Figure 4
figure 4

RNA chromogenic in-situ hybridization dual probe for sucrase-isomaltase (brown) and Hes1 (red). Transcripts were quantified in the ileum of non-infected pigs (NC), non-vaccinated Lawsonia intracellularis inoculated pigs (PC), and vaccinated Lawsonia intracellularis inoculated pigs (VAC) at days post-inoculation 21. Representative images of dual stain in A NC, B PC, and C VAC pigs. Sucrase-isomaltase transcript was found throughout the intestinal epithelium, particularly concentrated in the mid-villus region and villus tips. Near complete abolition of this transcript was observed in affected crypts in pigs challenged with L. intracellularis. The abundance of transcription factor Hes1 was also evaluated by RNA in-situ hybridization. D Example of Hes1 staining in the crypts. Hes1 transcript appeared sporadically throughout the crypt-villus axis in all treatment groups. However, due to the overwhelming sucrase-isomaltase staining, this transcript was unable to be quantified. E Quantification of sucrase isomaltase stain in the crypt, mid-villus, and villus tip.

Additionally, mRNA abundance of several markers of epithelial turnover and maturity were evaluated by PCR (Table 5). Abundance of ATOH1 and β-catenin did not differ among treatments. WNT3A mRNA abundance was two-fold greater in PC pigs compared with NC pigs (P  =  0.046) and two-fold greater in PC pigs compared with VAC pigs (P  =  0.039). Transcript abundance of Hes1 was two-fold greater in PC pigs compared with NC pigs (P  =  0.039) and did not differ between VAC and PC pigs. Relative abundance of p27Kip1 did not differ between NC and PC pigs but tended to be greater in PC pigs compared with VAC pigs (P  =  0.074). Relative abundance of IAP was lesser in PC pigs (P  =  0.003) compared with NC pigs and did not differ between PC and VAC pigs. Abundance of SI was two-fold lesser in PC pigs compared with NC pigs (P  =  0.047), however did not differ significantly between PC and VAC pigs. Similarly, relative abundance of MUC2 was lower in PC pigs compared with NC pigs (P  =  0.037). Abundance of SI and MUC2 did not differ significantly between PC and VAC pigs.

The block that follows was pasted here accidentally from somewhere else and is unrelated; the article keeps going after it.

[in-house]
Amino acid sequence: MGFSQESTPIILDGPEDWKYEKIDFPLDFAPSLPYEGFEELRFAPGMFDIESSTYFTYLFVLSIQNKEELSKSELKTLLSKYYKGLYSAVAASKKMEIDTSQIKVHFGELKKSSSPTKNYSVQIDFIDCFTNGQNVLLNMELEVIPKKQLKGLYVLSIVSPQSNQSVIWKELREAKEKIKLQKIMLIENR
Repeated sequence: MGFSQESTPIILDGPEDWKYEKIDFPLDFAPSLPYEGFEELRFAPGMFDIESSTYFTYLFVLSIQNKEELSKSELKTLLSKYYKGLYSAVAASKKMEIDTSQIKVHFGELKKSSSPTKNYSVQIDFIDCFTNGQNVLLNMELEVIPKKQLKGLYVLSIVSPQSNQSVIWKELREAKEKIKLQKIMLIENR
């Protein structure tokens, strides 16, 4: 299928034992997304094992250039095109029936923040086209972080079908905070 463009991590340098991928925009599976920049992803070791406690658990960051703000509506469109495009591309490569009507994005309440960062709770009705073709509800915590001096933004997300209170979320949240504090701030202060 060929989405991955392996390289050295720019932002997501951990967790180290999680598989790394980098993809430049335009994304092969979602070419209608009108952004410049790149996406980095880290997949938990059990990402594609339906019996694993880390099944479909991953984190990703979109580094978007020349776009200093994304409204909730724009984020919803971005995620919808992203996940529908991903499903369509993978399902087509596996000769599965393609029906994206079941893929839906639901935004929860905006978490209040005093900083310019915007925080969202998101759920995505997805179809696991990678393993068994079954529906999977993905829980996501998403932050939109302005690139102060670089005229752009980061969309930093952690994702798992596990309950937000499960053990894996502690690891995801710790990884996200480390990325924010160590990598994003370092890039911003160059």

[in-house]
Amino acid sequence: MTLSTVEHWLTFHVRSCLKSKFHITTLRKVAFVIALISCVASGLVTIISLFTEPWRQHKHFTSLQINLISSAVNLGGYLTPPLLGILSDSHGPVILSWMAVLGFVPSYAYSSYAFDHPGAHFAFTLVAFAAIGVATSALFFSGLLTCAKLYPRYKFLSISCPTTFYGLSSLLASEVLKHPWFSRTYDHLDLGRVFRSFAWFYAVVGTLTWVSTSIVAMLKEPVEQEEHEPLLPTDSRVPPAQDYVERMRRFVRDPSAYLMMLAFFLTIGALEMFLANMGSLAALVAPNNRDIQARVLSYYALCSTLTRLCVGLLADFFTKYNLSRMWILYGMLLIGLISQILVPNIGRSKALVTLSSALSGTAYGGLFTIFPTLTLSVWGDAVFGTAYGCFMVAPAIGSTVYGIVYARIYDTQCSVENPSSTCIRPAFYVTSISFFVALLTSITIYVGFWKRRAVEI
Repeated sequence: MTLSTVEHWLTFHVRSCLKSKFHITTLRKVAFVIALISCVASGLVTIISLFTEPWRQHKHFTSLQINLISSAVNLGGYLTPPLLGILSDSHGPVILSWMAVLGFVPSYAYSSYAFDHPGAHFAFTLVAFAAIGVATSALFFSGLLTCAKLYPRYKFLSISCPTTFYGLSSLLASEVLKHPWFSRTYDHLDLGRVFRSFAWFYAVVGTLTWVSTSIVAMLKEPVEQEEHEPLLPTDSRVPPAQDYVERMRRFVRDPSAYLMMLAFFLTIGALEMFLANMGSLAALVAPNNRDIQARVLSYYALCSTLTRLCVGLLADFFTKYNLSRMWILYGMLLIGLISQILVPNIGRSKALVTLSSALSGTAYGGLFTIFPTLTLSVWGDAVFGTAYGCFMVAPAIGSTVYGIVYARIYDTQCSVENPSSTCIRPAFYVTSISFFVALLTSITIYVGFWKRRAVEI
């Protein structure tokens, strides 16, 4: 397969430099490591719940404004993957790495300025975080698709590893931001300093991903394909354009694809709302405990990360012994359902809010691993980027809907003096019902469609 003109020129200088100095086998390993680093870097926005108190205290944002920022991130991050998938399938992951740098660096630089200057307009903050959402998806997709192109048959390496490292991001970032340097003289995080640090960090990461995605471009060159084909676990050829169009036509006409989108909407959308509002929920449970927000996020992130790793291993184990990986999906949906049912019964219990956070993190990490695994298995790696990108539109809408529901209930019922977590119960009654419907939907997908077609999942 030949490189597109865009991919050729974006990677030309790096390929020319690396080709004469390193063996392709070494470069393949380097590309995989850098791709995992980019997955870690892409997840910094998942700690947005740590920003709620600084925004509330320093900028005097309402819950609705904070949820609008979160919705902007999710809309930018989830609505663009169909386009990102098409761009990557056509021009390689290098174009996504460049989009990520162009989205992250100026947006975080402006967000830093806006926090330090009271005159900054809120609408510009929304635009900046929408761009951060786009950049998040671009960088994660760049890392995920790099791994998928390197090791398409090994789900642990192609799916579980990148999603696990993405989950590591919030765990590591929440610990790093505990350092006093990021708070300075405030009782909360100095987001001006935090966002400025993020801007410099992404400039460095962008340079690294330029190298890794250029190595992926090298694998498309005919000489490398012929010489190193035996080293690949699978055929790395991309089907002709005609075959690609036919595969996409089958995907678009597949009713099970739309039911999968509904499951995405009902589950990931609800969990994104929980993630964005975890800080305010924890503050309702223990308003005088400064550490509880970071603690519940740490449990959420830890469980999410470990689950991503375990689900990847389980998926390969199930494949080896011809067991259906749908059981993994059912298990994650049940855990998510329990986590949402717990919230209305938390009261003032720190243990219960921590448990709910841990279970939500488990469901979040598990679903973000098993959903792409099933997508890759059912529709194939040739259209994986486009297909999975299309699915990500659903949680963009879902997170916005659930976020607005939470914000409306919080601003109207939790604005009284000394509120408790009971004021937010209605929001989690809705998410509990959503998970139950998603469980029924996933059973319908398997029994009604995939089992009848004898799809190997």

Table 5 Ileal mRNA abundance in non-infected pigs (NC), Lawsonia intracellularis inoculated pigs (PC), and vaccinated Lawsonia intracellularis inoculated pigs (VAC)

Discussion

Lawsonia intracellularis is an obligate intracellular pathogen responsible for ileitis, a major enteric disease for pigs in the grower and early finishing periods [1]. Global herd prevalence of the pathogen approaches 96%, and it is estimated that approximately 30% of grower and finisher pigs will be afflicted with L. intracellularis at some point in their production lives [2, 3]. However, much remains unknown regarding its impact on intestinal physiology. Gene abundance studies [8, 9, 26] have observed mRNA transcript changes to pathways involved in cellular transport, inflammation, and mucus production during peak infection which would suggest L. intracellularis reduces nutrient digestion, nutrient transport, and mucosal integrity. Further, the pathogen is purported to induce inflammatory and cell proliferation pathways associated with disease [26]. However, the functional implications this pathogen and its associated disease has on digestibility and intestinal permeability are largely unknown. Therefore, this study aimed to evaluate intestinal function and integrity in L. intracellularis challenged pigs, and the ability of a live, attenuated vaccine to impact these parameters.

Field evaluation of L. intracellularis vaccination programs in endemically afflicted herds report that vaccinated pigs have reduced incidence and severity of ileitis and greater body weight gains compared with non-vaccinated pigs [27,28,29]. However, the magnitude of growth and feed efficiency improvement in more controlled experimentally challenged pigs is less clear. Kroll et al. [30] reported that vaccinated pigs had greater growth rates than nonvaccinated pigs following experimental challenge, although these pigs were only weighed at dpi 0 and 21 and feed efficiency was not evaluated. In the current study, we evaluated performance parameters every 7 days throughout the 21 days challenge period. We observed vaccinated pigs to have the same initial reduction in growth following the experimental challenge compared to non-vaccinates, but vaccinated pigs had greater gains than their non-vaccinated counterparts for the remaining 14 days of experimental challenge. Overall, vaccinated pigs had a 26% improvement in growth compared with PC pigs, indicating significant protection from the performance impacts of disease. Further, the reduction in feed efficiency observed in non-vaccinated pigs was not observed in vaccinated pigs. These data suggest that vaccination prevents disease associated losses in feed efficiency and reductions in growth were largely due to reduced feed intake [13, 31].